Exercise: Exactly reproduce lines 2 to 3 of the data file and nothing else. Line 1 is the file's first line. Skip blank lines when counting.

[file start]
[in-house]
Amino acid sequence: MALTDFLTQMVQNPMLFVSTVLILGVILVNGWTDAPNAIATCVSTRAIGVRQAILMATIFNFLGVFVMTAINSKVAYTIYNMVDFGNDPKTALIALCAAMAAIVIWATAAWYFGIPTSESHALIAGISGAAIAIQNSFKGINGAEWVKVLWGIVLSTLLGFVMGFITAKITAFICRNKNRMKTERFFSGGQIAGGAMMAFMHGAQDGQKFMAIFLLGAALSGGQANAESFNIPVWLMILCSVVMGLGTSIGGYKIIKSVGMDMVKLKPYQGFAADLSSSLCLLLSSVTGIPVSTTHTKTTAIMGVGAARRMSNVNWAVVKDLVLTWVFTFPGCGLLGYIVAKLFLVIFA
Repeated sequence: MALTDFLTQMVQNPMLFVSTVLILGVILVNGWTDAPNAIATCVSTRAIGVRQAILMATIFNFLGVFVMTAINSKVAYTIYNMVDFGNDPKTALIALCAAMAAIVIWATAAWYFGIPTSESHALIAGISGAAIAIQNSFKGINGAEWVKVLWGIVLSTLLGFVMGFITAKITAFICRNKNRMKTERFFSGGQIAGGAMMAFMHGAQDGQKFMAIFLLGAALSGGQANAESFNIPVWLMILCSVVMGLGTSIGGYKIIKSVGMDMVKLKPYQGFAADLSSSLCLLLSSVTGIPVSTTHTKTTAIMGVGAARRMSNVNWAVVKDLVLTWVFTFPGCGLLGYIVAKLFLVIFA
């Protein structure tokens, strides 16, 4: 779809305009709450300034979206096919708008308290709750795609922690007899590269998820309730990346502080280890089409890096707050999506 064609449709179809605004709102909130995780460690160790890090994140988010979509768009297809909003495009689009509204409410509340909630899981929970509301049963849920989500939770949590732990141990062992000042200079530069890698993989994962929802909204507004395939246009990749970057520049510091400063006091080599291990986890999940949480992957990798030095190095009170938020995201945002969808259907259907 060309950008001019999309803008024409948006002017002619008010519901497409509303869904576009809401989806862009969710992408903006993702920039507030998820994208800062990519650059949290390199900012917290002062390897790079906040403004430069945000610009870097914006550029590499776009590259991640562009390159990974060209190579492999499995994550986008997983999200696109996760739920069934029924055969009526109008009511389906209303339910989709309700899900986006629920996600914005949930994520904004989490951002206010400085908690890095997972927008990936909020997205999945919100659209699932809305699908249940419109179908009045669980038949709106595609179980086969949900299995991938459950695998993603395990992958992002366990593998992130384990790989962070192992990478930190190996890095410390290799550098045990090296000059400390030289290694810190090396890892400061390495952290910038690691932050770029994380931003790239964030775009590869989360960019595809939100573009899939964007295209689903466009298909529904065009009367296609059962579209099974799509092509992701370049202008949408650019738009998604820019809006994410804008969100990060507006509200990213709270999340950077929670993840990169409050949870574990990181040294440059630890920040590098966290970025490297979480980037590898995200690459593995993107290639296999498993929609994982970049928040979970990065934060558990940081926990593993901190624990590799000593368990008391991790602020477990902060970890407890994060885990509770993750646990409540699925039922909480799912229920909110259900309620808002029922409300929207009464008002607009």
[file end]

Amino acid sequence: MALTDFLTQMVQNPMLFVSTVLILGVILVNGWTDAPNAIATCVSTRAIGVRQAILMATIFNFLGVFVMTAINSKVAYTIYNMVDFGNDPKTALIALCAAMAAIVIWATAAWYFGIPTSESHALIAGISGAAIAIQNSFKGINGAEWVKVLWGIVLSTLLGFVMGFITAKITAFICRNKNRMKTERFFSGGQIAGGAMMAFMHGAQDGQKFMAIFLLGAALSGGQANAESFNIPVWLMILCSVVMGLGTSIGGYKIIKSVGMDMVKLKPYQGFAADLSSSLCLLLSSVTGIPVSTTHTKTTAIMGVGAARRMSNVNWAVVKDLVLTWVFTFPGCGLLGYIVAKLFLVIFA
Repeated sequence: MALTDFLTQMVQNPMLFVSTVLILGVILVNGWTDAPNAIATCVSTRAIGVRQAILMATIFNFLGVFVMTAINSKVAYTIYNMVDFGNDPKTALIALCAAMAAIVIWATAAWYFGIPTSESHALIAGISGAAIAIQNSFKGINGAEWVKVLWGIVLSTLLGFVMGFITAKITAFICRNKNRMKTERFFSGGQIAGGAMMAFMHGAQDGQKFMAIFLLGAALSGGQANAESFNIPVWLMILCSVVMGLGTSIGGYKIIKSVGMDMVKLKPYQGFAADLSSSLCLLLSSVTGIPVSTTHTKTTAIMGVGAARRMSNVNWAVVKDLVLTWVFTFPGCGLLGYIVAKLFLVIFA